|By LB123 on Saturday, February 08, 2003 - 12:30 pm: Edit|
SAT: 1490 V: 790 M: 700
SAT II: US History 800, Writing 740, Math IC 710
AP: US History 5
This year, I am taking 4 AP classes: Calc BC, Lit, European History, and Psychology.
GPA: 4.4 weighted
Essay and Recs: I feel I had a pretty unique essay and I had very good teacher recommendations.
I hit it off with the alumni that interviewed me; we talked for over 90 minutes and he flat out told me he was going to put in a very good word for me.
I have pretty good clubs: debate, vice president of a community service club; write for school newspaper; etc.
Attended 2002 American Legion NJ Boy's State.
Community service is good but a bit disjointed. My main focus for the past 5 or so years has been teaching basic US history to Russian-speaking immigrants to prepare them for citizenship exams. I do this every sunday, for 3-4 hours, about 40 weeks a year. I am fluent in Russian; my family moved here in the early 90s from the Ukraine.
I know these stats are not overwhelming but I have a good feeling about Columbia. Can anyone shed some light on what I can expect?
Note: I am not posting this because of hubris or anything like that. If anything, I am daunted by all the 1550+ SATs, all the APs, the abundant 800s on the SAT IIs, etc. I constantly see on the site.
Thanks for any help you can provide!
|By Lb123 (Lb123) on Saturday, February 08, 2003 - 12:36 pm: Edit|
Forgot to mention: my highschool is one of the better public schools in NJ; it is by no means among the top however.
Further info about classes: All my classes have either been honors or AP, with the exception of Physics 2.
And: White male
|By Morgantruce (Morgantruce) on Saturday, February 08, 2003 - 03:13 pm: Edit|
Columbia (a very special place) seems like it would be a seriously great school for you. Be sure to carefully choose some other fine (non ivy) schools and a safety.
Consider finding out about and e-mailing a letter to to the chairman of the history department at Columbia--and don't forget to always cc: the admissions office.
It's obviously just my opinion, but if you apply to the REST of the Ivy League as well, Columbia might not look upon you quite so favorably. But it sounds like you're a senior and all your applications are out---so, don't worry, do what you feel comfortable with in terms of additional contact with Columbia, enjoy the rest of high school, and enjoy that fresh New Jersey air!
a former Garden State student...
|By Lb123 (Lb123) on Saturday, February 08, 2003 - 04:40 pm: Edit|
Yes, I am a senior. I also applied to Tufts, Brandeis, Rutgers, and Yale.
If I wanted to mail the chairman of the history department what should I say and inquire about? Should I just mention my interest in history and the humanities and why Columbia fits these interests?
|By hmmmm on Sunday, February 09, 2003 - 11:57 pm: Edit|
|By sinbushar on Thursday, February 13, 2003 - 11:04 pm: Edit|
what high school do you go to? for curiosity's sake
|By Lb123 (Lb123) on Saturday, February 15, 2003 - 01:48 pm: Edit|
Morris Knolls Highschool in Morris County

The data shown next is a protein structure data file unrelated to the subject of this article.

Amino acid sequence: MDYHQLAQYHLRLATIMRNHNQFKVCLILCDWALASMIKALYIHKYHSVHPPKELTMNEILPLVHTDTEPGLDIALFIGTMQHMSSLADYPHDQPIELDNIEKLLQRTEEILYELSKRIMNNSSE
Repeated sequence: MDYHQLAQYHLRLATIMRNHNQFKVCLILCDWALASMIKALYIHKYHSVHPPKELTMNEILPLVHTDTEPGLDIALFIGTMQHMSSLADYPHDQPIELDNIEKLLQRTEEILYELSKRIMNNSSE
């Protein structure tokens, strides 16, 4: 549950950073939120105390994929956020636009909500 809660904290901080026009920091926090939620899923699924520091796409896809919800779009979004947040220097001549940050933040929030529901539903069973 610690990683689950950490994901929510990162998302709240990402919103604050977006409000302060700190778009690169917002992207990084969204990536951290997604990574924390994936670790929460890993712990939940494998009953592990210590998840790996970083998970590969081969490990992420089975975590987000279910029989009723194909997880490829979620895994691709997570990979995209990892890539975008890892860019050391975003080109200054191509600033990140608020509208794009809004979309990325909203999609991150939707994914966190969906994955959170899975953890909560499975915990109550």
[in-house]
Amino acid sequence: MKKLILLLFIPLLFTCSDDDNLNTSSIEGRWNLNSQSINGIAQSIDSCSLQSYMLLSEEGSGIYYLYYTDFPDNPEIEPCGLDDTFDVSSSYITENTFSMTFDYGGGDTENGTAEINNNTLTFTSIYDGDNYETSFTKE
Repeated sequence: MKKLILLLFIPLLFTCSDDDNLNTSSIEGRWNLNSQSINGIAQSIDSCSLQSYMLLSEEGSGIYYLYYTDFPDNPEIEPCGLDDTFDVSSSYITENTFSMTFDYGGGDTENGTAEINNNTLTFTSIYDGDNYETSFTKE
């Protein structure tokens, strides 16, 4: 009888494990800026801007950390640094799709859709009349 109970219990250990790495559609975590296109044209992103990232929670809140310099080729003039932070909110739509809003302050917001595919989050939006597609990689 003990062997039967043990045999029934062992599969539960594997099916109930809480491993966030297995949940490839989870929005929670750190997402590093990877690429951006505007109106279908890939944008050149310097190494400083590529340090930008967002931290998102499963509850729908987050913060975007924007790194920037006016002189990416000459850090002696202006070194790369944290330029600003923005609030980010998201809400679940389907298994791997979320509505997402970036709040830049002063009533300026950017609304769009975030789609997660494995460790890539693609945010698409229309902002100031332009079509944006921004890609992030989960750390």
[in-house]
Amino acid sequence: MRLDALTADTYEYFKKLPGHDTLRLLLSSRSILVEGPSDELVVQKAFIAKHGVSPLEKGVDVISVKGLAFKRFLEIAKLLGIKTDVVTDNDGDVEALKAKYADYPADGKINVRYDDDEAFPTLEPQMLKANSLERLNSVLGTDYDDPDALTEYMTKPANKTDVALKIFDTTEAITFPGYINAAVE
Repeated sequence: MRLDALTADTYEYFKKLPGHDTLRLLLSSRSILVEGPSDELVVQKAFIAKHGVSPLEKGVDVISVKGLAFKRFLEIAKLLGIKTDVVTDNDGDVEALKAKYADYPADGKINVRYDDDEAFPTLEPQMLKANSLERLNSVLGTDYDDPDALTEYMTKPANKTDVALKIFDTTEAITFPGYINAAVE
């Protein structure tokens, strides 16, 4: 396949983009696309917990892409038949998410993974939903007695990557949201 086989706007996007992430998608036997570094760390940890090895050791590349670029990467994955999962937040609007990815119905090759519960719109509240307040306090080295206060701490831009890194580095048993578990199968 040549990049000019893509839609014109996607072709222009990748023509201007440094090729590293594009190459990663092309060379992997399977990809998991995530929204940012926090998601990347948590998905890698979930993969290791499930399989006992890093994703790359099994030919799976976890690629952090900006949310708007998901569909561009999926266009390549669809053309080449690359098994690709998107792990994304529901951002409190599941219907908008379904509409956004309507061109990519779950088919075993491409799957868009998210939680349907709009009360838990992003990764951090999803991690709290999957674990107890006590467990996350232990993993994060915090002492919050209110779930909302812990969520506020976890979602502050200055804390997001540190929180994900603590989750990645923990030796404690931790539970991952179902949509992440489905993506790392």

|By Helpful (Helpful) on Sunday, February 16, 2003 - 08:15 pm: Edit|
I've heard that if you apply to more than one Ivy League school, you will only be accepted to one (assuming you are accepted at all). This is to maximize the number of students going to a college after being accepted there. Hope this information helps you.
|By Really? on Wednesday, February 19, 2003 - 04:38 pm: Edit|
Can anyone confirm or deny this rumor?
|By yeah right on Wednesday, February 19, 2003 - 04:42 pm: Edit|
You can be accepted to more than one ivy. I'm sure that they will question whether you really like their school if you apply to 6 or more ivies, MIT, Stanford, Duke, G-town, etc. Somehow I doubt that the Ivy Admissions Officers are calling each other up to decide who gets who.
|By a on Wednesday, February 19, 2003 - 05:45 pm: Edit|
NOT TRUE! IT does somewhat slightly decrease your chances at each of them, but it's still possible to be accepted at more than one- or even all. But DON'T apply to every single ivy. Each are very different. The typical Brown student is very different from the typical Princeton or Penn student. REAL people wouldn't be seriously interested in all ivies, because they are very different. For example, Brown has no required courses, is very liberal with pass fail, and is very open with the curriculum. Brown kids are often interested in top-rated liberal arts colleges (Amherst, Wesleyan), esp. those that don't have much in the way of requirements. The student body is very liberal and less sporty-country club- republican. This is one example of a distinctive ivy. Pton has more extensive requirements and strict major requirements, and also has a very sporty, more conservative student body. You see? They are very different, and it doesn't make sense to be interested in all of them.
I know of at least one person who got into more than one ivy. The brilliant (1510) URM in "The Gatekeepers" (a book about the higly selective Wesleyan's admissions policies)got into Harvard AND Yale (she chose Yale). So there!
|By asdf on Saturday, February 22, 2003 - 04:51 pm: Edit|
How does a college know which other colleges a student applies to? Is it on the FAFSA or are there other ways?
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